Watching something like Frontline’s documentary “Endgame: AIDS in Black America” always reminds me that I’m in the minority now, when it comes to HIV and AIDS awareness.
About 5 years ago I went on a trip to South Africa and Zimbabwe. I had been working here in the U.S. with Hoops4Hope – a non-profit that focuses on AIDS/HIV awareness in Africa. When you’re doing work like that on this side (here in America), you know the stats, and you’re helping with fundraisers, and people are donating sneakers – but you don’t really understand the severity of the problems.
It’s not until you touch-down in the townships like Khayelitsha, or you’re working with a group of 200 kids outside of Harare that you fully grasp the kind of conversations one has to have in order to inform 7 and 8 year-olds about AIDS and HIV. It’s shocking to hear the teachers you’re working speaking plainly, and frankly about sex and condoms to kids that haven’t yet reached middle school age.
But then you find out why… I walked about 3 hours through the streets Khayelitsha – a massive shanty town, where houses were often made from scraps, and electricity was stolen from power lines – to an orphanage that housed children ages 3-5… all HIV positive. We brought a sack of oranges, some bananas, and some crackers – because, well what else were we supposed to do?
I mean, if you didn’t know where you were – you’d think it was a your average daycare center: kids running around, laughing, crying, playing. When I showed up, they clambered to hold my hand, or climb me like a gazebo. One of the women taking care of them told me they’d never seen a white person before. Some touched my face and petted me like I was an exotic pet, others ran and hid from me – cackling as I “found” them behind doors and under tables.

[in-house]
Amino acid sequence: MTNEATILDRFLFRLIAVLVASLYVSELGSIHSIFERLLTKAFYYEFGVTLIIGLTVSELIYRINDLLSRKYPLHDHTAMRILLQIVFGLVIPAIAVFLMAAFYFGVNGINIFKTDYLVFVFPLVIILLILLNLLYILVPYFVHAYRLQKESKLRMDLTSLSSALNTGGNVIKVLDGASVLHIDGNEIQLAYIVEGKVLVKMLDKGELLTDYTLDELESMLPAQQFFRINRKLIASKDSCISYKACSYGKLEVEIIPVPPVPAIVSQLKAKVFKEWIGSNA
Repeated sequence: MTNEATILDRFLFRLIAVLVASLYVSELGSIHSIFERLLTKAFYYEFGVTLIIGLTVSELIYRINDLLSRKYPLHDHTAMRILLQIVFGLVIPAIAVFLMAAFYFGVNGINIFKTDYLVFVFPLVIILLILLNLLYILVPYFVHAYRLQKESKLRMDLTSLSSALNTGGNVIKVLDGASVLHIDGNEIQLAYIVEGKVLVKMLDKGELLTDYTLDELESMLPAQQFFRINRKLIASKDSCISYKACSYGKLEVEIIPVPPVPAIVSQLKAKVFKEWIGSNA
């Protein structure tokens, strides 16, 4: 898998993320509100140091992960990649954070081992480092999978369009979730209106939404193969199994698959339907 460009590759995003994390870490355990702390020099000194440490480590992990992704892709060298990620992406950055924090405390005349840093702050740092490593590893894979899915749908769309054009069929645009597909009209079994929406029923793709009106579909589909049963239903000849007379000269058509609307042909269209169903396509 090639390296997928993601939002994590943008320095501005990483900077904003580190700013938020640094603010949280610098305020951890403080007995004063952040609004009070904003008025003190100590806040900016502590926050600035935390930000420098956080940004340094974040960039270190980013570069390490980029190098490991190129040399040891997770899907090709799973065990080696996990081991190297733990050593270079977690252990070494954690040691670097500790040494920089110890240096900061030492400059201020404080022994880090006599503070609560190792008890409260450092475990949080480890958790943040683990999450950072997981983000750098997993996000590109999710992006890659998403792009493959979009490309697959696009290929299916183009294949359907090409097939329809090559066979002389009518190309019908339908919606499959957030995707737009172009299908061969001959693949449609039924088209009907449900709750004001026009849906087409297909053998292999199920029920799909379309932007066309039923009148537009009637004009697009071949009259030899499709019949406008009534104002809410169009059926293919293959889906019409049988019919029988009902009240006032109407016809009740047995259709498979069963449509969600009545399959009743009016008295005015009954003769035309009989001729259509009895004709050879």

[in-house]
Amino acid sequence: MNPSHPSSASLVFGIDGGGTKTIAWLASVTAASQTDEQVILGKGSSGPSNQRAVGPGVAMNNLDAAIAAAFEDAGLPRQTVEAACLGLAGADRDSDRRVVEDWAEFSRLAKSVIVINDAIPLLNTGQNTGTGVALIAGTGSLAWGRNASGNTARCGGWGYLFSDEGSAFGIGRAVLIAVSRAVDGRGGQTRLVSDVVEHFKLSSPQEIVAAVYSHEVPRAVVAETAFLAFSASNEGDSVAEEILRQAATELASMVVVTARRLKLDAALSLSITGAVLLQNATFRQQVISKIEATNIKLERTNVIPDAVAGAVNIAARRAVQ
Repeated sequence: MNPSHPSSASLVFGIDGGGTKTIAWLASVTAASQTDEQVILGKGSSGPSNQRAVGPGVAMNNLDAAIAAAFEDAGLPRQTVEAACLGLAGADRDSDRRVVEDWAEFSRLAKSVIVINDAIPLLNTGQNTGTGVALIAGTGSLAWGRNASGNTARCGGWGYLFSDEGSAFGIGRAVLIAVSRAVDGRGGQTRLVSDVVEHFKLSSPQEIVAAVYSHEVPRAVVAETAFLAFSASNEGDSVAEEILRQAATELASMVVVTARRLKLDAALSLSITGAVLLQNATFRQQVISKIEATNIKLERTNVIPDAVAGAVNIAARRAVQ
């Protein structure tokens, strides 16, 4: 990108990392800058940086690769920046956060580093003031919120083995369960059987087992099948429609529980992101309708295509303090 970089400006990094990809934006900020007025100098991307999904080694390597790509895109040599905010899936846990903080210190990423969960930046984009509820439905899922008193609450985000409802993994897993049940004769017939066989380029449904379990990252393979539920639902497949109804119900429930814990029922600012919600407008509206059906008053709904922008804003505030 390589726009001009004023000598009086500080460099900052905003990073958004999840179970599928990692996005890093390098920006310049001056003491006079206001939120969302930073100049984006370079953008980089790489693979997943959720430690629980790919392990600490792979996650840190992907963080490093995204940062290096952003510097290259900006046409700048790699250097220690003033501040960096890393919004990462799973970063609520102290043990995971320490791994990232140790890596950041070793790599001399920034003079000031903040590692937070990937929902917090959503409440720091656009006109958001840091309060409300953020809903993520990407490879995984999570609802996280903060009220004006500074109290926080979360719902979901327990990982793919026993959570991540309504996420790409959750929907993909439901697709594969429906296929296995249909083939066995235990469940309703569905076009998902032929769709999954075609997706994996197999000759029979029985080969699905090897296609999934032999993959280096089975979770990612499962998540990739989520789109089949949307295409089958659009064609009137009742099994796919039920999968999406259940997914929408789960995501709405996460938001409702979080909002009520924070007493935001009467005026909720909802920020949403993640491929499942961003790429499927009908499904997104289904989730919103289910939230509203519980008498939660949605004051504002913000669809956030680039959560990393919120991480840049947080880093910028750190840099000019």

After we left, my friend (a local) said I should come back in a year or two and see who’s left… and it crashed down on top of me. These kids were born with HIV. They didn’t have access to the kinds of drugs you need to survive. These kids were not going to survive.
For me, it’s impossible to shake that moment. That realization that a house full of 10 or 15 kids is most likely gone. You figure out in a hurry that the culture of silence and willful ignorance is what creates and epidemic like HIV. In the U.S. – we see that Magic Johnson survived, and after so much publicity in the 90’s we assume that everyone “must know the risks by now.” And yet, every 10 minutes somebody in the U.S. is contracting the virus. Which is terrifying when you consider that it’s totally preventable.
Every now and then a picture of me with those kids flashes on my screensaver – and for a moment the laughter flashes, too. Both too brief.
For more information on Hoops4Hope - head to www.HoopsAfrica.org